Berghill


Latest posts by Berghill

Soil conditioners

Posted: 20/07/2015 at 15:31

I was very fortunate many many years ago to be able to go on a 2 year Rural Studies course at Padgate College in Warrington (closed now I fear). We did a lot of gardening related stuff as well as rural type things (Bee keeping for one. "Oh no they don't sting" says the lecturer. "Ow" says I as my neck was attacked.).

Plus when I began 45 years ago my neighbour was a proper gardener and he passed on a long life time of observations, not just book learning.

This site is great for learning new things and keeping up to date too!

Soil conditioners

Posted: 20/07/2015 at 12:50

As I said at the beginning, carry on as you were. It is obviously working for you.

All that has been said in these posts, is really, that the more and varied organic material you can add, the better. Clay soil is already normally rich in nutrients, so all you need to do is to provide any plants with easy access to them.

The only other thing you may need to do is to buy a cheap soil testing kit. Adding organic material can have the effect of changing the pH of the soil.

Adding lime to a clay soil makes it flocculate, ie go lumpy. Sounds odd, but the lumps are tiny not great big clods.  Clay is made up of tiny, flat plate like pieces which slide over each other when wet and stick together when dry. The organic material and the lime get in between the 'plates' and hold them apart, so they hold more moisture and so do not stick together.

A very simplistic explanation of a quite complex chemical and physical processes. Best of luck with your gardening. Our old clay soil grew the most fantastic crops once it was properly set up.

Soil conditioners

Posted: 19/07/2015 at 21:20

In the field next to us, there is a mound of chicken manure, say 400 tons of it. We had it tested when we were fighting the farmer's plants to extend his chicken cruelty business. It has Listeria, Salmonella, Clostrydium (spelling?) and one or two other nasty bacteria living in it. I would not  put that stuff on my land for anything. We were advised not to eat anything from our garden unless it was cooked.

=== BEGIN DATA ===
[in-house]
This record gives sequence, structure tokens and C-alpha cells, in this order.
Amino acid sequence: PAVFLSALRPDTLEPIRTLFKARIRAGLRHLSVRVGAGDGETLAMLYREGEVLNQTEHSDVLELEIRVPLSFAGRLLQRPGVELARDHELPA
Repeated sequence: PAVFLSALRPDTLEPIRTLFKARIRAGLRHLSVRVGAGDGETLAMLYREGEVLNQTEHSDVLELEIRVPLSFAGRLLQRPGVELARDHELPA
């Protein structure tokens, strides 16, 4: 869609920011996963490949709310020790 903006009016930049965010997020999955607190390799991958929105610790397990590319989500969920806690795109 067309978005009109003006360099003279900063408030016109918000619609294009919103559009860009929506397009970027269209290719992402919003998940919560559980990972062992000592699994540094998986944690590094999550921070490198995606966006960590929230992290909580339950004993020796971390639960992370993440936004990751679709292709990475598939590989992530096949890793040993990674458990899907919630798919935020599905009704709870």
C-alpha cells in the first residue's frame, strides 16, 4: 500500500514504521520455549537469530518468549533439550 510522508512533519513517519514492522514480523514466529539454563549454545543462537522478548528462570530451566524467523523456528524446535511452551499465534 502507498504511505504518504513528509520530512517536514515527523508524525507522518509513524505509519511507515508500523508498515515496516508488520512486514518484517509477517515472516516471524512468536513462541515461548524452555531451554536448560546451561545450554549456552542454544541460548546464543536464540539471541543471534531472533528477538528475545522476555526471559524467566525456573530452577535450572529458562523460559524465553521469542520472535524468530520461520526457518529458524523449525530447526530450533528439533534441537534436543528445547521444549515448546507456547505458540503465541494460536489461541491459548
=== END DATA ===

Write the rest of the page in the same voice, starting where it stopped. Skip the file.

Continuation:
Boiled lettuce anyone?

Not that I am trying to put anyone off manuring their land, just warning of the possible dangers, so that they think first.

Soil conditioners

Posted: 19/07/2015 at 17:58

Be careful with horse manure. If the animals have fed on land where an amino-pyralid weedkiller has been used, the poison is persistent, even after passing through the animal. There have been a lot of cases where manure containing the weed killer has severely damaged crops on Allotments.

red poppies

Posted: 19/07/2015 at 17:52

Oh, yes they do. We have a problem with self sown orientails types. I forgot to cut one down last year and now there are a lot of them around the original plant.

If you do sow orientalis seed then be careful what you do with the plants. We put seedlings in a nursery bed to see what colour we got. Big mistake. They are still there despite being dug out every year for the last 15 years.

2 x Crassula ID's please.

Posted: 18/07/2015 at 17:38

Makes a change at present, my ID posts have been well off recently.

I used to grow this one, but a vine weevil grub ate its way up the centre of the stem and I lost the plant.

2 x Crassula ID's please.

Posted: 18/07/2015 at 15:11

Second one looks more like a Sedum to me. Perhaps S. praealtum?

Soil conditioners

Posted: 18/07/2015 at 15:10

Basically carry on doing what you are doing. The more organic material you can add the better.

Some people may say add sharp sand or grit, but to be perfectly honest in our previous 'grow taller' clay soiled garden (as you walked across it, you got taller 'cos the clay stuck to your boots), we found it made little difference.

Do try to avoid walking on the soil when it is wet though. It compacts it  and makes it harder to work on.

Clematis

Posted: 17/07/2015 at 15:36

Did it die from the top down or the bottom up?

Usual reason for Clematis failing like that is damage to the stems at the base. Snails adore stripping the bark of at ground level and that stem then dies back. When that happens the things dies from the top down. Wilt kills stems from the bottom upwards.

In either case, cut off the dead stems , mulch with organic material and wait. We have had Clematis sulk for 2 years before re-growing.

 

PLEASE HELP US IDENTIFY THIS PLANT

Posted: 14/07/2015 at 20:10

As said Paeonia, one of the tree ones too. Not ripe yet though, they are blue/black when ripe and the inside of the pod is a glorious red.

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